Some interesting, though not surprising, findings from former SEC economist Craig McCann.http://www.slcg.com/documents/EIA_Working_Paper.pdfEquity-indexed annuities are complex investments sold by insurance companies that pay investors part of the capital appreciation in a stock index and guarantee a minimum return if the contract is held to maturity. Sales of equity-indexed annuities have soared in recent years despite the impenetrable formulas used to calculate their likely returns. Equity-indexed annuities to date have been regulated by state insurance commissions, rather than by the Securities and Exchange Commission and the NASD. In this note, we provide an overview of equity-indexed annuities. We also sketch how they can be valued. We estimate that between 15% and 20% of the premium paid by investors in equity-indexed annuities is a transfer of wealth from unsophisticated investors to insurance companies and their sales forces.<snip>We performed a Monte Carlo simulation on the two investments pictured in Figure 3 based on realistic assumptions and determined that 96.9% of the time the investor is better off with the Treasury securities and stocks than with the equity-indexed annuity. That is, investors sold this example annuity would be worse off 96.9% of the time, even if they held the annuity to maturity and it performed exactly as designed.</snip>In other words, if your financial advisor is recommending one of these high-fee products to you, he's just this side of being a crook.intercst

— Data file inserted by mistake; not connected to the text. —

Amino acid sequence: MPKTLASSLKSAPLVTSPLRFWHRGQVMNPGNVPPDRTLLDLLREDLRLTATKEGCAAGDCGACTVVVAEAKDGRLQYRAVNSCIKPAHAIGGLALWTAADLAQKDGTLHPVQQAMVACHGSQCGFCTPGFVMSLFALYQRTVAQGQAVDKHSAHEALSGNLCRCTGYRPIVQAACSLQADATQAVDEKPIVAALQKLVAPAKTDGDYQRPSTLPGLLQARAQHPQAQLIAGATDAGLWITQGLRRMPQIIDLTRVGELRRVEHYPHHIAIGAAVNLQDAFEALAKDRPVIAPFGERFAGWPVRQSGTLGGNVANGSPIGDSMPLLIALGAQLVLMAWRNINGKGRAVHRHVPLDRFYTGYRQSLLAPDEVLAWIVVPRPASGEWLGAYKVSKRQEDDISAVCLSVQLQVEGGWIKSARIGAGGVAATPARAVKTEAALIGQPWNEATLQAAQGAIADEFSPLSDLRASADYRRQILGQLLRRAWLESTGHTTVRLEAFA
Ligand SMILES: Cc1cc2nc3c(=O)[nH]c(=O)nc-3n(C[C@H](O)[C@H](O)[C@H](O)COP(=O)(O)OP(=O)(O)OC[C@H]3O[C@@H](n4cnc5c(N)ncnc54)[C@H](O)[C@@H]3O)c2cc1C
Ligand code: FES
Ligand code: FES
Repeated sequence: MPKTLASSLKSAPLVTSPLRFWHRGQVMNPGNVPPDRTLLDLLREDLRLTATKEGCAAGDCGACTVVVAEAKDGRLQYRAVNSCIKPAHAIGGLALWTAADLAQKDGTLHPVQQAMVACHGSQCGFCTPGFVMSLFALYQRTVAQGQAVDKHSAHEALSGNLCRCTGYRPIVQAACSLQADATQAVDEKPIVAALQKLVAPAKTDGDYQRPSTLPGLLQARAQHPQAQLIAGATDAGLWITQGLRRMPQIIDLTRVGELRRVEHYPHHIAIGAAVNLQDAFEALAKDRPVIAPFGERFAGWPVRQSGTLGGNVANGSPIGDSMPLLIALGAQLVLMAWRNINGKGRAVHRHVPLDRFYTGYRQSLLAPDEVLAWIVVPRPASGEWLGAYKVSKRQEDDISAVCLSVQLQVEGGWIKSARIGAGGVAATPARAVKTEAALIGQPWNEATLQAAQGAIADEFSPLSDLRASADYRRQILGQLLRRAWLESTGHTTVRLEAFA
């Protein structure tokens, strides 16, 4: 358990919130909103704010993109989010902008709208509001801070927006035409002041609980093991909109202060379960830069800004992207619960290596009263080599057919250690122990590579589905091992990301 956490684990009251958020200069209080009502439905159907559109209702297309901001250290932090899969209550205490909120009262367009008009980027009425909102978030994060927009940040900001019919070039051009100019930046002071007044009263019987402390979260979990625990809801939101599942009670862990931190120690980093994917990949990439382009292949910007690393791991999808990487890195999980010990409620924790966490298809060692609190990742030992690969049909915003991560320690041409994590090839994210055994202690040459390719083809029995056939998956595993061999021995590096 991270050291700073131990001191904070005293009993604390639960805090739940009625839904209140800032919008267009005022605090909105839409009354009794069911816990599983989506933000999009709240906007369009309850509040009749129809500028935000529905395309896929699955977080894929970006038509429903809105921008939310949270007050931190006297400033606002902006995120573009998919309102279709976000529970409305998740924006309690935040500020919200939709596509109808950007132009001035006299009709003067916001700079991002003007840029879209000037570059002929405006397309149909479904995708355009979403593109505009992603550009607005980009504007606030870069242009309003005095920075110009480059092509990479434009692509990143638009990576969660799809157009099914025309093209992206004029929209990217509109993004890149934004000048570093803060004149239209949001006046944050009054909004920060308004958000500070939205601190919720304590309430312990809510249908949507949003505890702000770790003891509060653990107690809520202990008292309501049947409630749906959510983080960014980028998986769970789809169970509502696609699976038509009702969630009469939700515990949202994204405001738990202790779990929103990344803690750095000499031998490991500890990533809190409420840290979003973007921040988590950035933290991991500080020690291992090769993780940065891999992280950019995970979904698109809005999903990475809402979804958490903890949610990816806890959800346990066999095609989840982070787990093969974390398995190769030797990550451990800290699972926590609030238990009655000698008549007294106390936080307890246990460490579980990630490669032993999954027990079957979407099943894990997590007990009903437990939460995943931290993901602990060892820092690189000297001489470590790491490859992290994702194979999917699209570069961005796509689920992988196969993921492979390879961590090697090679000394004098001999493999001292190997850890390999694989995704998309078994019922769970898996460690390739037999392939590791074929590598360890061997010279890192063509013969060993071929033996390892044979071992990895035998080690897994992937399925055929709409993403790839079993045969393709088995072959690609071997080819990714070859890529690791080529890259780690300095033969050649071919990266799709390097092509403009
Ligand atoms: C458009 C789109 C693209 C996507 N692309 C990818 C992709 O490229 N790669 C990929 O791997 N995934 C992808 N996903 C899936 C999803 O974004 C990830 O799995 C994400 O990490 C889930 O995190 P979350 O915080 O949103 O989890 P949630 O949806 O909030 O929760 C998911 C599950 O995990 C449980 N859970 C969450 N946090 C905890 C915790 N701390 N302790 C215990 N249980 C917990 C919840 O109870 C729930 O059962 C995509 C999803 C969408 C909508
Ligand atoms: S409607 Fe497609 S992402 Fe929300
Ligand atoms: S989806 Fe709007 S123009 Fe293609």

Best Of |
Favorites & Replies |
Start a New Board |
My Fool |
BATS data provided in real-time. NYSE, NASDAQ and NYSEMKT data delayed 15 minutes.
Real-Time prices provided by BATS. Market data provided by Interactive Data.
Company fundamental data provided by Morningstar. Earnings Estimates, Analyst Ra